London: Bacteria from cliffs on the South
Coast of England may soon be developed for use in life-support systems for astronauts travelling outside low-Earth orbit, say
scientists, who have found that the microbes survived for 553
days without oxygen in outer space.
The cells were taken in chunks of rock from cliffs
at Beer, Devon, and stuck to the exterior of the International
Space Station to see how long they could survive in hostile
conditions outside the Earth`s atmosphere.
When the scientists inspected the bacteria a year-and-
a-half after they were launched into space in 2008, they found
many were still alive despite having been exposed to extreme
ultraviolet light,cosmic rays and dramatic temperature shifts,
`The Daily Telegraph` reported.
As well as being starved of oxygen, all the water in
the limestone rock would also have boiled away into the vacuum
of space. It is the longest period of time for which any photo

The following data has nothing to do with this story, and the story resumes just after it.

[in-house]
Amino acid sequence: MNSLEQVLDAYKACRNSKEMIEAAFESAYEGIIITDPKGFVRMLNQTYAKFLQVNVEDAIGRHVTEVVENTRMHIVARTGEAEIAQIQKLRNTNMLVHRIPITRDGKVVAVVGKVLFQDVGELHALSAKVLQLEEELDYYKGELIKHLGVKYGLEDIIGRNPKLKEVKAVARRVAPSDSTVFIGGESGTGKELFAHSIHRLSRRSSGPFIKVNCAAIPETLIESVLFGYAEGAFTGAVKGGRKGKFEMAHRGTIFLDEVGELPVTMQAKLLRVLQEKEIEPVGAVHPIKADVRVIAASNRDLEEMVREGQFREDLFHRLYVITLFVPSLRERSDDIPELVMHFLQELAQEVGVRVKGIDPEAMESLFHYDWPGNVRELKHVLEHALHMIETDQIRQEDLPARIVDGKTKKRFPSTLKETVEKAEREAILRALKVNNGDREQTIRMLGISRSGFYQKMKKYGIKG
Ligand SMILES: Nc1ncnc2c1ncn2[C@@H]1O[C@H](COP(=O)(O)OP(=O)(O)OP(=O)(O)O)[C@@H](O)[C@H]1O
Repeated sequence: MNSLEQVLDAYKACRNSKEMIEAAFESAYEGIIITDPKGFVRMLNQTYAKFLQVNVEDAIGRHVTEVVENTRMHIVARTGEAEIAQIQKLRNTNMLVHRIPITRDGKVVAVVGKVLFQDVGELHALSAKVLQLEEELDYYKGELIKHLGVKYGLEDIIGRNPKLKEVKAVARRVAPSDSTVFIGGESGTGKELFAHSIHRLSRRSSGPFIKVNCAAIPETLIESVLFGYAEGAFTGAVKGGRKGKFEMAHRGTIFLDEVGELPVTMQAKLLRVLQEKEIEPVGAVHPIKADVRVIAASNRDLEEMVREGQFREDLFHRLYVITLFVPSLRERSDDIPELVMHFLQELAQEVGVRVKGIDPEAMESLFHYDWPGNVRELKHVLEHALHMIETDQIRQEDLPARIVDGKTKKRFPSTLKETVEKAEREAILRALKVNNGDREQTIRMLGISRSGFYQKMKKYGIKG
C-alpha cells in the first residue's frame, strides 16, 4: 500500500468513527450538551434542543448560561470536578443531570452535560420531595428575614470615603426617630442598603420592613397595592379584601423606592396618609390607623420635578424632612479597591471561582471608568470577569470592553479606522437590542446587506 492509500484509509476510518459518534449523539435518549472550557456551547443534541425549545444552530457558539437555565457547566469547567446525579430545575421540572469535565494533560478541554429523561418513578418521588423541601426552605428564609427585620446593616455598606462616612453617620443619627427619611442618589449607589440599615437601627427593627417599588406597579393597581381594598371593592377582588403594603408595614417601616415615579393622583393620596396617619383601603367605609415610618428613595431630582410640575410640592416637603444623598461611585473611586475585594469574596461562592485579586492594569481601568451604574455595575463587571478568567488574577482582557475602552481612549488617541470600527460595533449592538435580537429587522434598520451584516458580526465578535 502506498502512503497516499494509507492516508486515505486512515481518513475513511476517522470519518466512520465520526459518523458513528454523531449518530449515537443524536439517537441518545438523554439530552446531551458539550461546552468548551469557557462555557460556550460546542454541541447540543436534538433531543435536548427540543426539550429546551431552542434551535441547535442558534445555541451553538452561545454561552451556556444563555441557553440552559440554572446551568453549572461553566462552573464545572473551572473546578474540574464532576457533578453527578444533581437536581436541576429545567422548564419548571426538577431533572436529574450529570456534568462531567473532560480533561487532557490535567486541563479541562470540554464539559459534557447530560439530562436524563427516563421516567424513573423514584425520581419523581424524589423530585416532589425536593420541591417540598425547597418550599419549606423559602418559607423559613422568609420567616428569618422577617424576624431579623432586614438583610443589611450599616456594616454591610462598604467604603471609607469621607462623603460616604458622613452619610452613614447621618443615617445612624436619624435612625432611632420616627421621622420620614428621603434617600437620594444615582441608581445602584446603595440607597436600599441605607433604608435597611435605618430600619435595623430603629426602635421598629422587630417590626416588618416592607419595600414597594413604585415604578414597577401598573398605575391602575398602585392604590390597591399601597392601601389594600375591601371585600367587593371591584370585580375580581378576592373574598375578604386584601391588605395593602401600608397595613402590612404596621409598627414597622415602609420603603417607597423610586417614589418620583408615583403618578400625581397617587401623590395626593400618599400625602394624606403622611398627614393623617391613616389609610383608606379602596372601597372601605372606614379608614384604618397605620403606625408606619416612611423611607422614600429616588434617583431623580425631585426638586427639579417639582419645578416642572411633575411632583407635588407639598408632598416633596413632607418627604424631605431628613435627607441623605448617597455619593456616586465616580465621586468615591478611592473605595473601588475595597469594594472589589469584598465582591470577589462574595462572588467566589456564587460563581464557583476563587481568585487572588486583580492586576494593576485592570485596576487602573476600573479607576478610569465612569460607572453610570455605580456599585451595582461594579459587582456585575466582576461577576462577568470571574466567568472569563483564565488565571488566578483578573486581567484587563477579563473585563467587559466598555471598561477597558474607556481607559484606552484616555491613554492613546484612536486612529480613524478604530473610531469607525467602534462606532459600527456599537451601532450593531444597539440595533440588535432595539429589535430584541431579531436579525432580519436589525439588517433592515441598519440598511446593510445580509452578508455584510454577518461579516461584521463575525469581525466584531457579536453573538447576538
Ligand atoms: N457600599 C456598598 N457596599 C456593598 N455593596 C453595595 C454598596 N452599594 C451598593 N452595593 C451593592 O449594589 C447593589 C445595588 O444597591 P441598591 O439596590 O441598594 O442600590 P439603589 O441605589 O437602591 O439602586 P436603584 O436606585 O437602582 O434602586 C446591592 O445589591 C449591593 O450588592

-synthesising microbes have been seen to survive in space.
The discovery appears to support the theory that
alien micro-organisms could be transported between planets in
meteorites, according to scientists.
The surviving cells are now thriving in a laboratory
at the Open University in Milton Keynes.
Dr Karen Olsson-Francis, a researcher at the
laboratory, was quoted as saying, "It has been proposed that
bacteria could be used in life-support systems to recycle
"There is also the concept that if we were to
develop bases on the Moon or Mars, we could use bacteria for
`bio-mining` -- using them to extract important minerals from